behave like that, you are not going to get away with it,” he said. “And it’s
encouraging to black players, who have often felt, ‘Why bother, it’s a waste of
time.’ Most thought nothing would come out of these allegations.”
At the same time, Ouseley said in a telephone interview that he would withhold
judgment on English soccer’s long-term determination to stamp out racism until
Terry’s case played out through the judiciary and Suárez decided whether to
appeal his ban by England’s soccer federation, known as the Football
Association. He has 14 days to file an appeal.
“We will have to wait and see whether there is consistency and durability in
application of a high standard of conduct, backed by strong investigation and
discipline with penalties, or whether this is a one-off, and we go back to
leniency and complacency,” Ouseley said.
The English Premier League is considered the world’s best club competition and
features many of the top international players. Two-thirds are foreign-born.
Racial sensitivity in the league has increased substantially in recent years,
and the atmosphere is considered far more embracing than leagues in Spain and
Italy. Yet, the Terry and Suárez cases indicate that English officials are still
troubled by some abusive on-the-field behavior.
Terry, who is 31, appears to be the first player to face a criminal charge of
racism, said Ouseley and Howard Holmes, founder of another London-based
antidiscrimination group called Football Unites, Racism Divides.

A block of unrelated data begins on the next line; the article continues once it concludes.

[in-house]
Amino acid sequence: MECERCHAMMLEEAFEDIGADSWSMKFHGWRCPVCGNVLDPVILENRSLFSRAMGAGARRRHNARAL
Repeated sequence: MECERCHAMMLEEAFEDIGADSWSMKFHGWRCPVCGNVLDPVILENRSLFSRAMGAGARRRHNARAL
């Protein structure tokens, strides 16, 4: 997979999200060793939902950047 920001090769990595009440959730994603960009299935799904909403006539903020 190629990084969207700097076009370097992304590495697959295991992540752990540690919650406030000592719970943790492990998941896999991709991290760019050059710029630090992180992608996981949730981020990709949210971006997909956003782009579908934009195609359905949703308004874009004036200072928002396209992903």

“I can’t find any other case where the police were involved,” Holmes said in a
telephone interview. “There have been a number of instances that have gone to
court, but they’ve been fan-based.”
Terry, who is white, is accused of making a racist remark during an October
match toward Anton Ferdinand, a black defender who plays for Queens Park
Rangers, a London rival of Chelsea.
A hearing for Terry is scheduled for Feb. 1. He is charged with violating
Britain’s Crime and Disorder Act (of) 1998, which focuses on antisocial
behavior. If found guilty, the maximum fine he faces is about $4,000, but a
conviction could cost Terry the captaincy of his club and national team, his
reputation and his ability to earn endorsement money.
“I am satisfied there is sufficient evidence for a realistic prospect of
conviction and it is in the public interest to prosecute this case,” Alison
Saunders, London’s chief crown prosecutor, said in a statement.
Terry has denied the charge, saying the context of his remarks was
misunderstood. He said in a statement Wednesday, “I have never aimed a racist
remark at anyone and count people from all races and creeds among my closest
According to The Guardian newspaper of London, Ferdinand did not immediately
realize what Terry had said to him during the October match. Rather, Ferdinand
grew concerned later when the encounter between the two players drew widespread
attention on social media sites. He later saw footage of the confrontation that
had been posted on the Internet.
Terry has said that he thought Ferdinand was accusing him of making a racial
slur during their encounter and responded to Ferdinand by saying he would never
use such a term.
The situation is complicated because Ferdinand’s brother, Rio, is a partner of
Terry’s in central defense for England’s national team. And it was Rio Ferdinand
who scathingly challenged Blatter’s suggestions last month that players should
resolve racial tensions with handshakes. Via Twitter, Rio Ferdinand, who plays
with Evra for Manchester United, called Blatter’s remarks “condescending” and
Blatter was widely ridiculed and Hugh Robertson, the British sports minister,
urged him to resign. Blatter declined to step down but said he regretted his